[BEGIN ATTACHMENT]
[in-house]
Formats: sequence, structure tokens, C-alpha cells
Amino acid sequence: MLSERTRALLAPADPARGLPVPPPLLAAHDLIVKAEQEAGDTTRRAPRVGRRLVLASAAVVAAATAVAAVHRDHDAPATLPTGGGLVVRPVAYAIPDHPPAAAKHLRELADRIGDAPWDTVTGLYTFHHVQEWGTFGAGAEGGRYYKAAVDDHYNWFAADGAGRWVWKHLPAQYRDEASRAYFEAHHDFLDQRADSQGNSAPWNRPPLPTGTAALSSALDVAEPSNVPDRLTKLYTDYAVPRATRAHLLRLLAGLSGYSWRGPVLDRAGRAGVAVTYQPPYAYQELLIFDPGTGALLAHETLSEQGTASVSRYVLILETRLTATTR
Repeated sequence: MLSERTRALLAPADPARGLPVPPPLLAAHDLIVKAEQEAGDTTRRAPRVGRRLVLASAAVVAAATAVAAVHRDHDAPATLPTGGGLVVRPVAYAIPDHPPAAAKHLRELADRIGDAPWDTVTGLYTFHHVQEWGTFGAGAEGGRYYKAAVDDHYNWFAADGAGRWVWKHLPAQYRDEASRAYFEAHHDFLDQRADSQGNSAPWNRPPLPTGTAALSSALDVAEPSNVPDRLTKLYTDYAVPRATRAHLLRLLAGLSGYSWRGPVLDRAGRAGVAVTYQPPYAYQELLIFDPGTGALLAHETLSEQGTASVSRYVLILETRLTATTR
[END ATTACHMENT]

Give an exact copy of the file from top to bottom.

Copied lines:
[in-house]
Formats: sequence, structure tokens, C-alpha cells
Amino acid sequence: MLSERTRALLAPADPARGLPVPPPLLAAHDLIVKAEQEAGDTTRRAPRVGRRLVLASAAVVAAATAVAAVHRDHDAPATLPTGGGLVVRPVAYAIPDHPPAAAKHLRELADRIGDAPWDTVTGLYTFHHVQEWGTFGAGAEGGRYYKAAVDDHYNWFAADGAGRWVWKHLPAQYRDEASRAYFEAHHDFLDQRADSQGNSAPWNRPPLPTGTAALSSALDVAEPSNVPDRLTKLYTDYAVPRATRAHLLRLLAGLSGYSWRGPVLDRAGRAGVAVTYQPPYAYQELLIFDPGTGALLAHETLSEQGTASVSRYVLILETRLTATTR
Repeated sequence: MLSERTRALLAPADPARGLPVPPPLLAAHDLIVKAEQEAGDTTRRAPRVGRRLVLASAAVVAAATAVAAVHRDHDAPATLPTGGGLVVRPVAYAIPDHPPAAAKHLRELADRIGDAPWDTVTGLYTFHHVQEWGTFGAGAEGGRYYKAAVDDHYNWFAADGAGRWVWKHLPAQYRDEASRAYFEAHHDFLDQRADSQGNSAPWNRPPLPTGTAALSSALDVAEPSNVPDRLTKLYTDYAVPRATRAHLLRLLAGLSGYSWRGPVLDRAGRAGVAVTYQPPYAYQELLIFDPGTGALLAHETLSEQGTASVSRYVLILETRLTATTR